“I had never been outside of North America,” said Trevor Rysavy, a church planter in Calgary, Alberta. “My wife and I were not exactly travel savvy and, to be honest, we really had no heart for overseas mission. We were called to Calgary.”
Trevor grew up in a small town in Saskatchewan and, in some ways, moving to Calgary was enough of a stretch for him. In 2010, he and his wife, Lesley, started a church called Urban Grace in the inner city. Aside from his passion for Jesus and for church planting, the move into Calgary’s downtown core was the beginning of Trevor’s fascination and love for cities.
The small congregation started slow and struggled at times. For the first two-and-a-half years, Trevor was overseeing the church plant but also working another full-time job to make ends meet. But in 2012, he was approached by the C2C Network, the church-planting arm of the Canadian Mennonite Brethren.
“They threw us a life raft,” Trevor explains with obvious gratitude. “They started supporting us financially but, more importantly, they adopted us and encouraged us and gave us the spiritual support that the church needed to survive.”
At that point, Trevor had no idea what doors would open through C2C and how a city in Turkey would factor into his church-planting vision. But apparently God had an idea. And so did Mark Burch, Associate Director of C2C.
“When Mark called me, I knew God was up to something,” said Trevor, who had developed a close friendship with Burch. “He invited me to consider a trip to Turkey with a group of North American church planters who would learn from Turkish church leaders.”
“You just don’t say no to opportunities like that!” he says with a chuckle.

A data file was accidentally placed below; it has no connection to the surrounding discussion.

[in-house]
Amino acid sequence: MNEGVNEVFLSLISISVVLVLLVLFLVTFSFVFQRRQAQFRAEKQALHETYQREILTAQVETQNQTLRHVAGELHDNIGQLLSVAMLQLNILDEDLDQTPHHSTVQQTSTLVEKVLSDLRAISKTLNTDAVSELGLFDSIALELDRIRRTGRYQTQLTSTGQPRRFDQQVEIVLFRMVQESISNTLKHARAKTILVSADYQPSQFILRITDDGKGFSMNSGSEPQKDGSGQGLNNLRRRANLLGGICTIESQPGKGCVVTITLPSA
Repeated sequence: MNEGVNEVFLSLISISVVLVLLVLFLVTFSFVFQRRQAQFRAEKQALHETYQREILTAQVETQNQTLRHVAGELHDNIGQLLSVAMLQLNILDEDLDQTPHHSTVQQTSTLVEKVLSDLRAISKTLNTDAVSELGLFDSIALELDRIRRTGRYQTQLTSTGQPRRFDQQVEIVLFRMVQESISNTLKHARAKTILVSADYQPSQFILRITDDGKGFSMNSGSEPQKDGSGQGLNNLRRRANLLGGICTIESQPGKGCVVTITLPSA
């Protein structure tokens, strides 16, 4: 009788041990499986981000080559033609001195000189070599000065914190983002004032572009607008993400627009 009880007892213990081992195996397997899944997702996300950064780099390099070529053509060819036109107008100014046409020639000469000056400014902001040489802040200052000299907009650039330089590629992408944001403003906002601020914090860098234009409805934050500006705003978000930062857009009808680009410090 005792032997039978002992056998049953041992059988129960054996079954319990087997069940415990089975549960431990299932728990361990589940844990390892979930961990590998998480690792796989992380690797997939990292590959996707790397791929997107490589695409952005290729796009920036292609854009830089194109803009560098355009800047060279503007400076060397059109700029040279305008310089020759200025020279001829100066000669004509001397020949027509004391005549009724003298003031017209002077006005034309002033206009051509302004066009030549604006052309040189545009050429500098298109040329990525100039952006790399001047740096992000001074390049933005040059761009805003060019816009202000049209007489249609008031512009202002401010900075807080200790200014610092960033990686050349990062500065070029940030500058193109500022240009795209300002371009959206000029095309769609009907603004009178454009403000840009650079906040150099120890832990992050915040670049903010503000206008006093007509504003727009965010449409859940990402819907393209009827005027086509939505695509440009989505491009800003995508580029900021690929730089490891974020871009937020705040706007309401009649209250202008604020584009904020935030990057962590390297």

Despite his lack of experience in international travel, Rysavy had Turkey at the very top of his list, in terms of places he had dreamed of going to. He longed to see where Paul travelled on his first missionary journeys and where the early church had first begun to spread.
Within a few weeks, Trevor and Lesley were in Istanbul with the group, sitting with Turkish Christians, hearing their stories of perseverance and patience in the face of persecution. “Our minds were blown,” Trevor said with sobriety. “To hear their stories, their suffering. We were crying every day, all day, as we sat with these precious brothers and sisters.”
Rysavy tells about one of the church leaders who was, in his mind, nothing short of a modern-day apostle Paul. “His courage was so inspiring. He had faced death so many times in his ministry. And his dependency on the Holy Spirit? We talk about that in North America, but this guy lives it. He needs the Holy Spirit every day to do what he does. There’s no other option, no other way.”
Rysavy was changed in Turkey. “I explain it like this,” he says as he puts his hand under his chin and raises up his head. “God let me see things from a totally different perspective. Suddenly, I could see my own culture in a different way – things that I was totally blind to before. Now I’m bolder in evangelism and in confronting the idols in our culture. I’ll never be the same.”
However, after returning to Calgary, Trevor became frustrated. “I hate that some of what we felt and experienced in Turkey is gone. I want to feel that again. I want to go back to be with those people.”
“It’s a magical place,” he says as he pulls down photos from his office wall of places where he visited, photos that he himself took on the streets of Istanbul and in the ruins of Ephesus. Rysavy plans to send a team from his congregation in late 2016. “I want people to experience it. I can talk about it, but unless people go, they won’t be able to really feel what I felt; they won’t be able to meet the people I met.”
In terms of how his experience in Turkey fits into his church-planting vision now, Rysavy says, “For me, it’s not about ministry here and missions there. It’s just about church planting. We’re committed locally, nationally and globally. Our church in Calgary has a vision to plant twenty churches in the next ten years. Does it matter where those churches are? I sure hope a few of those are in Istanbul, and we’re going to do our part to see that happen.”